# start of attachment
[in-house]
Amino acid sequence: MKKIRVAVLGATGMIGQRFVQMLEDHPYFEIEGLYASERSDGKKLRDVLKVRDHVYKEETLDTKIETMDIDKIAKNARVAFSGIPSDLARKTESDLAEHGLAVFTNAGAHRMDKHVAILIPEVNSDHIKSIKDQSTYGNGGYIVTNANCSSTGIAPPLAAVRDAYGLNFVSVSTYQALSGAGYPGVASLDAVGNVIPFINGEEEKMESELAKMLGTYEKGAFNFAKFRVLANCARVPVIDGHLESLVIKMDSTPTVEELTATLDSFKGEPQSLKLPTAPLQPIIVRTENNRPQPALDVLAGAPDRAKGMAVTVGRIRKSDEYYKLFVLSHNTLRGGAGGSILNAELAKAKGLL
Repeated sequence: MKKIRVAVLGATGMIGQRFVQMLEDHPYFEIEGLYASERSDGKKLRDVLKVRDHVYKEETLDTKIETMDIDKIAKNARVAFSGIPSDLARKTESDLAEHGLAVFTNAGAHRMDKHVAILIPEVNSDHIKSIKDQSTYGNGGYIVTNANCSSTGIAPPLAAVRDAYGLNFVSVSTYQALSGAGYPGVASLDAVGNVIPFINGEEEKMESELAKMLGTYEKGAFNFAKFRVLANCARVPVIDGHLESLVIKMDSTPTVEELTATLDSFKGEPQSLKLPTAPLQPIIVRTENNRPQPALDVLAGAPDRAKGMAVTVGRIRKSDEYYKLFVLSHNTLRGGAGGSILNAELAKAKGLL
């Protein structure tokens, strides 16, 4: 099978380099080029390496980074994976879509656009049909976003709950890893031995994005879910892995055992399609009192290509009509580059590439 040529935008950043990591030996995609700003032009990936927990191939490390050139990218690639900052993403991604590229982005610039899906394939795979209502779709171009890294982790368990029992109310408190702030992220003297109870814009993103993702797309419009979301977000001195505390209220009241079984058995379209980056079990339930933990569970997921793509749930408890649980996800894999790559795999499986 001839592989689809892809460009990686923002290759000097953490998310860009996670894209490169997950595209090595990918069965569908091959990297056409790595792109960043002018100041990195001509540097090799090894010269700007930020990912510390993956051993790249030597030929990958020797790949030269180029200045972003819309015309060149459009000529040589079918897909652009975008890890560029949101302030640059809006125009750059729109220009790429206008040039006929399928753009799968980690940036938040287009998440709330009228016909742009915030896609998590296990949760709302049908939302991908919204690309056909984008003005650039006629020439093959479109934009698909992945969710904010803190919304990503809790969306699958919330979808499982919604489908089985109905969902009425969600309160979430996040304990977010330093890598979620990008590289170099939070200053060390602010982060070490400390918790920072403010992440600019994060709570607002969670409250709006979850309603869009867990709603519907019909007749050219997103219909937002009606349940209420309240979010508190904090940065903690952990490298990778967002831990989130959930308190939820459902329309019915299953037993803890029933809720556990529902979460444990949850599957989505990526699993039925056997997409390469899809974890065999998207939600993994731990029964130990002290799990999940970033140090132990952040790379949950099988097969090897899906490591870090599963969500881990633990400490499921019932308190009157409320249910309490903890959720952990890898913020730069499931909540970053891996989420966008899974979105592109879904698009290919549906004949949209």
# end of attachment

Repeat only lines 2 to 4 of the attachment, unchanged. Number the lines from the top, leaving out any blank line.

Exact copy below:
Amino acid sequence: MKKIRVAVLGATGMIGQRFVQMLEDHPYFEIEGLYASERSDGKKLRDVLKVRDHVYKEETLDTKIETMDIDKIAKNARVAFSGIPSDLARKTESDLAEHGLAVFTNAGAHRMDKHVAILIPEVNSDHIKSIKDQSTYGNGGYIVTNANCSSTGIAPPLAAVRDAYGLNFVSVSTYQALSGAGYPGVASLDAVGNVIPFINGEEEKMESELAKMLGTYEKGAFNFAKFRVLANCARVPVIDGHLESLVIKMDSTPTVEELTATLDSFKGEPQSLKLPTAPLQPIIVRTENNRPQPALDVLAGAPDRAKGMAVTVGRIRKSDEYYKLFVLSHNTLRGGAGGSILNAELAKAKGLL
Repeated sequence: MKKIRVAVLGATGMIGQRFVQMLEDHPYFEIEGLYASERSDGKKLRDVLKVRDHVYKEETLDTKIETMDIDKIAKNARVAFSGIPSDLARKTESDLAEHGLAVFTNAGAHRMDKHVAILIPEVNSDHIKSIKDQSTYGNGGYIVTNANCSSTGIAPPLAAVRDAYGLNFVSVSTYQALSGAGYPGVASLDAVGNVIPFINGEEEKMESELAKMLGTYEKGAFNFAKFRVLANCARVPVIDGHLESLVIKMDSTPTVEELTATLDSFKGEPQSLKLPTAPLQPIIVRTENNRPQPALDVLAGAPDRAKGMAVTVGRIRKSDEYYKLFVLSHNTLRGGAGGSILNAELAKAKGLL
């Protein structure tokens, strides 16, 4: 099978380099080029390496980074994976879509656009049909976003709950890893031995994005879910892995055992399609009192290509009509580059590439 040529935008950043990591030996995609700003032009990936927990191939490390050139990218690639900052993403991604590229982005610039899906394939795979209502779709171009890294982790368990029992109310408190702030992220003297109870814009993103993702797309419009979301977000001195505390209220009241079984058995379209980056079990339930933990569970997921793509749930408890649980996800894999790559795999499986 001839592989689809892809460009990686923002290759000097953490998310860009996670894209490169997950595209090595990918069965569908091959990297056409790595792109960043002018100041990195001509540097090799090894010269700007930020990912510390993956051993790249030597030929990958020797790949030269180029200045972003819309015309060149459009000529040589079918897909652009975008890890560029949101302030640059809006125009750059729109220009790429206008040039006929399928753009799968980690940036938040287009998440709330009228016909742009915030896609998590296990949760709302049908939302991908919204690309056909984008003005650039006629020439093959479109934009698909992945969710904010803190919304990503809790969306699958919330979808499982919604489908089985109905969902009425969600309160979430996040304990977010330093890598979620990008590289170099939070200053060390602010982060070490400390918790920072403010992440600019994060709570607002969670409250709006979850309603869009867990709603519907019909007749050219997103219909937002009606349940209420309240979010508190904090940065903690952990490298990778967002831990989130959930308190939820459902329309019915299953037993803890029933809720556990529902979460444990949850599957989505990526699993039925056997997409390469899809974890065999998207939600993994731990029964130990002290799990999940970033140090132990952040790379949950099988097969090897899906490591870090599963969500881990633990400490499921019932308190009157409320249910309490903890959720952990890898913020730069499931909540970053891996989420966008899974979105592109879904698009290919549906004949949209």